Five Republican-led states sue over Biden’s new Title IX transgender protections

Five Republican-led states have sued the Biden administration over its new rules expanding Title IX — a federal civil rights law that protects students from sex-based discrimination in federally funded schools — to protect transgender students.

A handful of Republican officials in other states have publicly said they will not enforce the new rules but have stopped short of filing lawsuits.

Texas Attorney General Ken Paxton, a Republican, sued the Biden administration Monday to block the rules, which will, in part, prohibit schools from barring trans students and teachers from using the school facilities and pronouns that align with their gender identities, among other policies.

Paxton said the expanded rules mandate “compliance with radical gender ideology.”

“Texas will not allow Joe Biden to rewrite Title IX at whim, destroying legal protections for women in furtherance of his radical obsession with gender ideology,” Paxton said in a statement. “This attempt to subvert federal law is plainly illegal, undemocratic, and divorced from reality. Texas will always take the lead to oppose Biden’s extremist, destructive policies that put women at risk.”

Image: Texas Attorney General Ken Paxton (Mandel Ngan / AFP - Getty Images)

Image: Texas Attorney General Ken Paxton (Mandel Ngan / AFP – Getty Images)

Republican attorneys general in Louisiana, Mississippi, Montana and Idaho filed a separate lawsuit Monday arguing that the rule exceeds the Education Department’s authority, in part because it redefines sex to include gender identity.

“This is all for a political agenda, ignoring significant safety concerns for young women students in pre-schools, elementary schools, middle schools, high schools, colleges and universities across Louisiana and the entire country,” Louisiana Attorney General Liz Murrill said in a statement.

The Education Department did not immediately respond to a request for comment.

Top officials in Florida and Oklahoma announced that they would reject the rules.

“Florida rejects Joe Biden’s attempt to rewrite Title IX,” Republican Gov. Ron DeSantis said in a video on social media. “We will not comply, and we will fight back.”

Ron DeSantis. (Joe Raedle / Getty Images file)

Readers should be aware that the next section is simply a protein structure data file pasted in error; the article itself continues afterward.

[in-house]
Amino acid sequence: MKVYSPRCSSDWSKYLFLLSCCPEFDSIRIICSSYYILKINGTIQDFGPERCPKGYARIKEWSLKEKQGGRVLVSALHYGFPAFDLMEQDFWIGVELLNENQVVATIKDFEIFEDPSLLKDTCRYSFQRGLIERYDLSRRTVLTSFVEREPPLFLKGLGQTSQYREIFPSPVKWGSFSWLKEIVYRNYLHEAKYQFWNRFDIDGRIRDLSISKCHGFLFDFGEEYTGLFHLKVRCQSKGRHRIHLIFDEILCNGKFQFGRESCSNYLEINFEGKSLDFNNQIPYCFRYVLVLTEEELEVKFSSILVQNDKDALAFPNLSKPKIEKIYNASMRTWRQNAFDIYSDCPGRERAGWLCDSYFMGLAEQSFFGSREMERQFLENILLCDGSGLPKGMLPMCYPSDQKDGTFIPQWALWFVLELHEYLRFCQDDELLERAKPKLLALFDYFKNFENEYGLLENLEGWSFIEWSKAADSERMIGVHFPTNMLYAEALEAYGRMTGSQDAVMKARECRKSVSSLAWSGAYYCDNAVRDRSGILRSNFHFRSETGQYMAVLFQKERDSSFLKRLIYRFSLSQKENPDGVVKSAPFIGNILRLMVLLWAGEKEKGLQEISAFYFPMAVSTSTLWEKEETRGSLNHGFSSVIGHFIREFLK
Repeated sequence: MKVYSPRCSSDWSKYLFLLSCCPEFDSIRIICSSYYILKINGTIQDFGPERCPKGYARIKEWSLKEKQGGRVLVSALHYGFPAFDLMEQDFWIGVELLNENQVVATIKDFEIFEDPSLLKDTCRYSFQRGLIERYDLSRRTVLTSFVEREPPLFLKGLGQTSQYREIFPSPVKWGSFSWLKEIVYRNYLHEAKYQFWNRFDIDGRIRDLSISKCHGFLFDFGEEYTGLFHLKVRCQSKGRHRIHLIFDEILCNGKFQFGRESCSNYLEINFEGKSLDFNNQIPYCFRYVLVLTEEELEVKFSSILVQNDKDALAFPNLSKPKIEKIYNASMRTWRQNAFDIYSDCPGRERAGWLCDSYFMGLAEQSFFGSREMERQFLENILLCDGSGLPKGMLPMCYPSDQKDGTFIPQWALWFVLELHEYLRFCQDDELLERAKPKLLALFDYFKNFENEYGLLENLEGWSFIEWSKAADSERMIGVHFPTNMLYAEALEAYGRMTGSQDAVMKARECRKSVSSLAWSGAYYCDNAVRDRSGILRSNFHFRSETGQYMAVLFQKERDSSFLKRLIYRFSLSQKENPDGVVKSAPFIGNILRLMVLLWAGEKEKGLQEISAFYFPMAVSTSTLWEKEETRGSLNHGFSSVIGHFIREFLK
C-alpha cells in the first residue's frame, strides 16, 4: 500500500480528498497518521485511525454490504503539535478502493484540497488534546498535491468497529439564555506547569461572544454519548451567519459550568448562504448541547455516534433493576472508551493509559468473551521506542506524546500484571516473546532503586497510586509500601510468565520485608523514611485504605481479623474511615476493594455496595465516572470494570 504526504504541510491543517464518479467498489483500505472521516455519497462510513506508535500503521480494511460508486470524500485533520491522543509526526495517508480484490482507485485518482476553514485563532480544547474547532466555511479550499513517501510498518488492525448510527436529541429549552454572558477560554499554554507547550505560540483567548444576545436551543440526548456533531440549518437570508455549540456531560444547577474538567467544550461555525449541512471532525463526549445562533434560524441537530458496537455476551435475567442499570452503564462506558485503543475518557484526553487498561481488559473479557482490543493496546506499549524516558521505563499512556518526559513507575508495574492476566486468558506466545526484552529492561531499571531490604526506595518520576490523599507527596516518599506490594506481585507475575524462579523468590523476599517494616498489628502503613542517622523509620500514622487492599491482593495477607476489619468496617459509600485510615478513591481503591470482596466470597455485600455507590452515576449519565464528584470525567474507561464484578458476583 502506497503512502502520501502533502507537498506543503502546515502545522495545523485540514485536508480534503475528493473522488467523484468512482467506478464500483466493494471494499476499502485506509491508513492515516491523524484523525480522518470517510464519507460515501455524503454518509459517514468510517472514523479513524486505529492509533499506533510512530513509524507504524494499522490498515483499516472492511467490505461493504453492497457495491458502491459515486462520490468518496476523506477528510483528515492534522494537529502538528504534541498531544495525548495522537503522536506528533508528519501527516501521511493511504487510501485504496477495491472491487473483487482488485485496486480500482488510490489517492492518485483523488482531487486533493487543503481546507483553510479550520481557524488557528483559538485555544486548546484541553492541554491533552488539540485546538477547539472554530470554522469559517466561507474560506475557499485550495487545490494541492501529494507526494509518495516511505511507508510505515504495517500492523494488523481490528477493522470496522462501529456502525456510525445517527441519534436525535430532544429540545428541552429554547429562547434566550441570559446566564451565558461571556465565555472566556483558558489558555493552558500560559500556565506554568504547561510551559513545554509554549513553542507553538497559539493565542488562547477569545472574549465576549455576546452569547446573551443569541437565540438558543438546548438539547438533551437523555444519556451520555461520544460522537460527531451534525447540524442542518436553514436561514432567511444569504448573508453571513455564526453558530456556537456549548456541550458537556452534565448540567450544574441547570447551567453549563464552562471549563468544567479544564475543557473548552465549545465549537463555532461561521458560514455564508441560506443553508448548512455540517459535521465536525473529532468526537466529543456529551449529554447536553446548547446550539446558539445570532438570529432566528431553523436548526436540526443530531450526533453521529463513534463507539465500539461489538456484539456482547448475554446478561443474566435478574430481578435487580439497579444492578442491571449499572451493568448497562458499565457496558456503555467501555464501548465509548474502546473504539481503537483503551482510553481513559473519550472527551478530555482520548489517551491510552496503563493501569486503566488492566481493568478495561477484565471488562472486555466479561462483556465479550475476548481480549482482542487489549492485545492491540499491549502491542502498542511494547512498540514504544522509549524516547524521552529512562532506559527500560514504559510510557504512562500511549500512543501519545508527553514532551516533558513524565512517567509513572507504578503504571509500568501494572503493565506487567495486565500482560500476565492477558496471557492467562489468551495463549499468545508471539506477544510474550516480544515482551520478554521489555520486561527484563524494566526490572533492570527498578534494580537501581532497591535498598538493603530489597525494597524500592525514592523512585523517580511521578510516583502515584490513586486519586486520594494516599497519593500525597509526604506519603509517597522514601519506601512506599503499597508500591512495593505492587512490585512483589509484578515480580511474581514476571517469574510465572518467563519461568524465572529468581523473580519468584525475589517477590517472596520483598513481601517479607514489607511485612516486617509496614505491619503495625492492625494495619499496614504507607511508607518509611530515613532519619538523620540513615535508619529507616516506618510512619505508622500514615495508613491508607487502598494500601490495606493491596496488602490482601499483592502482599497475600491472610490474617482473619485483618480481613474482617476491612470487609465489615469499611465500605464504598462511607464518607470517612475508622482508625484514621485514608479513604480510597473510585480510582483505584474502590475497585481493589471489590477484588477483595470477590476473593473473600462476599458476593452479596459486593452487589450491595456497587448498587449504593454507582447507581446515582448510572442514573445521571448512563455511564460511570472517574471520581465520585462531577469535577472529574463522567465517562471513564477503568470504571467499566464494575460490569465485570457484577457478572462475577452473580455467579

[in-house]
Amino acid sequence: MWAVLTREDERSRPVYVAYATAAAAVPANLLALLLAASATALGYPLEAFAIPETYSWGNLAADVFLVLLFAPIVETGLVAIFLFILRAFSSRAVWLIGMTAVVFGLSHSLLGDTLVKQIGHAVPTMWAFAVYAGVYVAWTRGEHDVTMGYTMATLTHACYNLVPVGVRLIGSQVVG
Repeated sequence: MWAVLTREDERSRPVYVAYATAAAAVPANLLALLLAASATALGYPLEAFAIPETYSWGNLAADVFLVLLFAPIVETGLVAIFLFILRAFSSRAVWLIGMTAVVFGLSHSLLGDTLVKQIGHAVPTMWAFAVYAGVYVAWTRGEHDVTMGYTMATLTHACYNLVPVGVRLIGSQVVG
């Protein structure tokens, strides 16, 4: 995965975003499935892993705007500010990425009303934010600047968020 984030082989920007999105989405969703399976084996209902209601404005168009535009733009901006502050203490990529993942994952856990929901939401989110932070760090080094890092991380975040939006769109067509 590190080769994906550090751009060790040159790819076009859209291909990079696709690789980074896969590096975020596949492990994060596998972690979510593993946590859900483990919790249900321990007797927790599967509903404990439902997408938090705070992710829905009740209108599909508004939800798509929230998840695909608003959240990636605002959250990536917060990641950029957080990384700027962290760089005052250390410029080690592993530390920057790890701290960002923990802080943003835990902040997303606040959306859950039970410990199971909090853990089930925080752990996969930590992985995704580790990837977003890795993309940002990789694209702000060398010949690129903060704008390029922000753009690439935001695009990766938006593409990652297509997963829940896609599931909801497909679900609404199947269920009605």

Ron DeSantis. (Joe Raedle / Getty Images file)

Ryan Walters, Oklahoma’s superintendent of public instruction, said at a news conference Thursday that the state is “pursuing all actions to oppose this illegal and unconstitutional move by the Biden administration.”

“We have already instructed our districts to not comply with this illegal rule change from President Biden,” Walters said. “We will not allow boys in girls’ restrooms. We will not let boys in girls’ sports.”

An increasing number of states have passed laws targeting transgender students. In recent years, half of states have passed measures that ban trans students from playing school sports on teams that align with their gender identities, and 10 states have prohibited trans school staff members and students from using bathrooms consistent with their gender identities in K-12 schools.

The new Title IX rules codify 2021 guidance from the Education Department that directed schools to interpret the federal law to protect LGBTQ students from discrimination based on sexual orientation or gender identity. The guidance was a reversal of a Trump administration policy rolling back Obama-era guidance directing schools to allow trans students to use the school facilities that align with their gender identities.

In September 2021, 20 Republican-led states sued, and in July 2022 a federal judge temporarily blocked the Education Department from enforcing the guidance against those states.

The new guidance does not specifically address trans students’ participation in school sports, though Paxton and Walters were among the Republican officials who mentioned that issue in their statements. In April 2023, the Education Department proposed a rule that would change Title IX to bar blanket bans on trans students’ competing on sports teams that align with their gender identities, though the measure would permit some restrictions in more elite levels of sports competition, such as high school and college. The department previously planned to release that rule in March, but there have been multiple delays.

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